In the Fall of 2021, archaeologists with the University of Oslo’s Museum of Cultural History were excavating an ancient cremation pit and uncovered a 12.2 x 12.6-inch flat stone with markings. Experts claim that the runestone may be the oldest runestone discovered. It has been named the “Svingerud Stone” or “Svingerudsteinen.”
The runic alphabet is one of the oldest known forms of writing, stemming from the Phoenician alphabet. It was used extensively during the Viking Age (793-1066 CE*); however, many runestones predate this period. For instance, the Einang Runestone dates to 300 CE.
Runestones were upright stones with runic inscriptions found primarily in Scandinavia, with the most in Sweden. The Svingerud Stone differs from most runestones in that it was found lying in a burial ground. Bones and wood were also found. Radiocarbon dating of the bones and wood dates the stone to 1 to 250 CE. An inscription reads “idiberug,” which may be the name of a person or family. Its meaning is unknown.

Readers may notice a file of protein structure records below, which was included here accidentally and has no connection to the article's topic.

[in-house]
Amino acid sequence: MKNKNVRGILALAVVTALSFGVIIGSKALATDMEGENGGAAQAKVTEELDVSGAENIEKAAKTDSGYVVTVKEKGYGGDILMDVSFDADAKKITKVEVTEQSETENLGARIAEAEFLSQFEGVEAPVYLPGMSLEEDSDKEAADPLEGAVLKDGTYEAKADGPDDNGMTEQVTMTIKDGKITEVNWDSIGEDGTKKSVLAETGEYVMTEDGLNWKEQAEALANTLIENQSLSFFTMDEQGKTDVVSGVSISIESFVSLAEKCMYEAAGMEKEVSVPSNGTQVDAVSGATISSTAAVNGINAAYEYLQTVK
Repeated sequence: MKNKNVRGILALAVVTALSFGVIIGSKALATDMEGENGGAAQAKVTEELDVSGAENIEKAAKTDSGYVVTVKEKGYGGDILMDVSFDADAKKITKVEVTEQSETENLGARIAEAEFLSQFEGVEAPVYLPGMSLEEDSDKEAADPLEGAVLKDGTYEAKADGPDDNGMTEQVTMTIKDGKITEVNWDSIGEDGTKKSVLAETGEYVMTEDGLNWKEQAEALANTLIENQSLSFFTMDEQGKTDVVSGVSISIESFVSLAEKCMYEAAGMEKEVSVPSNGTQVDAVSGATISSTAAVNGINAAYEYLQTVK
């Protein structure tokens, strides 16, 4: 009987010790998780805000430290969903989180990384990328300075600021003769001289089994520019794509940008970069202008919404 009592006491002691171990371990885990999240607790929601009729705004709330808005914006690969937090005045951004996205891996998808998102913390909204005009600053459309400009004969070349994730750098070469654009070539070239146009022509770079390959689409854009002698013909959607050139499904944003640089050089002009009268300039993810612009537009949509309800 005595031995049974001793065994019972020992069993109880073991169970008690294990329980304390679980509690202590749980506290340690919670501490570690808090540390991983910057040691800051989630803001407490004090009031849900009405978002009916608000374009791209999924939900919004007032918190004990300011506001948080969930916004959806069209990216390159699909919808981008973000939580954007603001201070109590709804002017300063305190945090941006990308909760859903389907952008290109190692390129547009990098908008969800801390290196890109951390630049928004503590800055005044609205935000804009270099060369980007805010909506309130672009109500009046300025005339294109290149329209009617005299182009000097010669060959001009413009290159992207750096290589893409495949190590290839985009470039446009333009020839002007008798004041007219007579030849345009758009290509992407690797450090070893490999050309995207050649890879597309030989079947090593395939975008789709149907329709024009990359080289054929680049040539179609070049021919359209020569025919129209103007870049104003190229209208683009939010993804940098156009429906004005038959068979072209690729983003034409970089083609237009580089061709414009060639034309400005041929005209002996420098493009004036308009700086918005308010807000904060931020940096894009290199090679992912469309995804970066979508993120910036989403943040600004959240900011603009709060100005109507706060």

The discovery has been called “sensational” and “unique.” Usage of runestones ended when the runic alphabet was ultimately replaced with the Latin alphabet. The stone is on display at the Museum of Cultural History, January 21-February 26, 2023.
* I am using the CE (Common Era) notation that is more accurate than the BC/AD format.